About 60 people, most of them clad in bright pink shirts, gathered on the county courthouse lawn Tuesday in downtown Billings to bring attention to the Trump administration's proposal to cut off federal funding to health care providers that perform abortions or refer patients to clinics that do.
Title X funding provides family planning services to 4 million low-income people each year, most of them women, the Associated Press reported last month. Recipients of those funds, such as Planned Parenthood, can receive Title X funds while separately providing abortions.
The rule, proposed by the federal Department of Health and Human Services last month, has been praised by anti-abortion activists, but has also drawn condemnations from national doctor groups and reproductive health providers.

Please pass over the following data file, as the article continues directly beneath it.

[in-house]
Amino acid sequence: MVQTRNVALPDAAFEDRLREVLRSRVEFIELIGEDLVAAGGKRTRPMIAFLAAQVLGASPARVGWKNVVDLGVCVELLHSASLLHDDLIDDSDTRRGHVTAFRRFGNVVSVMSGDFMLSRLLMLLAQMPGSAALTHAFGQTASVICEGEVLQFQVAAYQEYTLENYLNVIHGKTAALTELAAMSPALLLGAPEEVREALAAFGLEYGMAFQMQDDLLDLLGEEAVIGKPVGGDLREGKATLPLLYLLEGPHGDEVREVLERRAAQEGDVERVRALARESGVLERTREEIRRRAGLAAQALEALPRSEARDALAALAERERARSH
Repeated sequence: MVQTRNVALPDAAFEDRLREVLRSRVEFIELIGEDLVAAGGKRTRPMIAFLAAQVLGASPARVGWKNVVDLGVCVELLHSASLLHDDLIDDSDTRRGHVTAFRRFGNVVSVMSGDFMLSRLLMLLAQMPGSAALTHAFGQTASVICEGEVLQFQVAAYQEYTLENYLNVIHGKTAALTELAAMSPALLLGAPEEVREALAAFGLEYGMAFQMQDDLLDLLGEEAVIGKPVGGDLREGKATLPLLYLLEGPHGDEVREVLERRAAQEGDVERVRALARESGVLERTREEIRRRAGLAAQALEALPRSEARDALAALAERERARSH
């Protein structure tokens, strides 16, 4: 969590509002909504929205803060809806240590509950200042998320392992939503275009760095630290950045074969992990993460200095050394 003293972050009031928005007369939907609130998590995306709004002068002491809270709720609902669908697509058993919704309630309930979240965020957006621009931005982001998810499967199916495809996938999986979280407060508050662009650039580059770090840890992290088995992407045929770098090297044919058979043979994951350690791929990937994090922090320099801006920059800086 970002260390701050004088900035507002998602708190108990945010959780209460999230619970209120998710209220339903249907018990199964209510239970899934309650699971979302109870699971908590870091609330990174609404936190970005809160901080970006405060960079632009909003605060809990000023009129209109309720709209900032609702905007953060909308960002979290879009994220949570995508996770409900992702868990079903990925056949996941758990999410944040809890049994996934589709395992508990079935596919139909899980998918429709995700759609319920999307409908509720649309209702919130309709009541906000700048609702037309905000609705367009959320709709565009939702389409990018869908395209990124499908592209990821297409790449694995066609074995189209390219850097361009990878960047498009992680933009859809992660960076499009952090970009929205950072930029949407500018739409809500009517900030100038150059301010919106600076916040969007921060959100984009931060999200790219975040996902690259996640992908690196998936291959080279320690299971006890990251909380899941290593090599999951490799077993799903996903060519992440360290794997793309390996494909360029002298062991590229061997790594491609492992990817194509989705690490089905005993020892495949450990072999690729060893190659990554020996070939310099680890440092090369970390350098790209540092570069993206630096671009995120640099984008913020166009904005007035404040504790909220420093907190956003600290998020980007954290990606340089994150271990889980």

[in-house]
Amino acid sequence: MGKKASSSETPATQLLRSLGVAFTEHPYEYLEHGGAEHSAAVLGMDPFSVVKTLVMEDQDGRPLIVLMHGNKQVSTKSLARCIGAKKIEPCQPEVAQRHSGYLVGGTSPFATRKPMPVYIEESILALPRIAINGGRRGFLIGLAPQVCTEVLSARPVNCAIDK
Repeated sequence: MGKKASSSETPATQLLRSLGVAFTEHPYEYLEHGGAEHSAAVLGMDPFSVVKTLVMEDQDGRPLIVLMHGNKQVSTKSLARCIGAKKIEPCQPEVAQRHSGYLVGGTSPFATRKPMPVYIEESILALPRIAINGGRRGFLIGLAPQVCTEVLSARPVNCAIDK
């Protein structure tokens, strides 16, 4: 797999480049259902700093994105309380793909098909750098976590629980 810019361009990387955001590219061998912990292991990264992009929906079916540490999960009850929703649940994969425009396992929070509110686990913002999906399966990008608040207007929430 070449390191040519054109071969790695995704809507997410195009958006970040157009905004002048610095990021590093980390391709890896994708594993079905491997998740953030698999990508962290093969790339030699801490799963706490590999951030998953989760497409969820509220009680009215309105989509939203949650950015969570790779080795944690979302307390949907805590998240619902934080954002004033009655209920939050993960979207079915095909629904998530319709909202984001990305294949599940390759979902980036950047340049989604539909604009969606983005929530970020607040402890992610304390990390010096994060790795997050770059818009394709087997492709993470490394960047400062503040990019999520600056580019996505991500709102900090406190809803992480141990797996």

While federal law has long held that taxpayer money cannot be used to fund abortions, the new rules would require “clear physical and financial separation between” abortion providers and programs that receive taxpayer funding under the Title X Family Planning Program. Those doctors would also be barred from discussing abortions as an option when working with patients who haven’t explicitly requested an abortion referral.
Speaking at the rally organized by Planned Parenthood of Montana, the organization’s president and CEO Martha Stahl called the proposal “an egregious intrusion into the doctor-patient relationship.”
Stephanie McDowell, the executive director of Bozeman-based BridgerCare, said the proposal threatens the ability of organizations like hers to continue providing comprehensive reproductive health care advice. She also suggested it could result in increased maternal mortality rates and unsafe abortions.
“The proposed gag rule interferes in the doctor-patient relationship and violates basic medical ethics by forcing medical professionals to knowingly withhold information from their patients,” McDowell told the group of supporters, many holding pink signs that read "Don't take away our care."
The proposed rule is in the middle of a 60-day public comment period before the department takes final action. Stahl urged those in attendance to submit comments and contact their local representatives to register their concerns.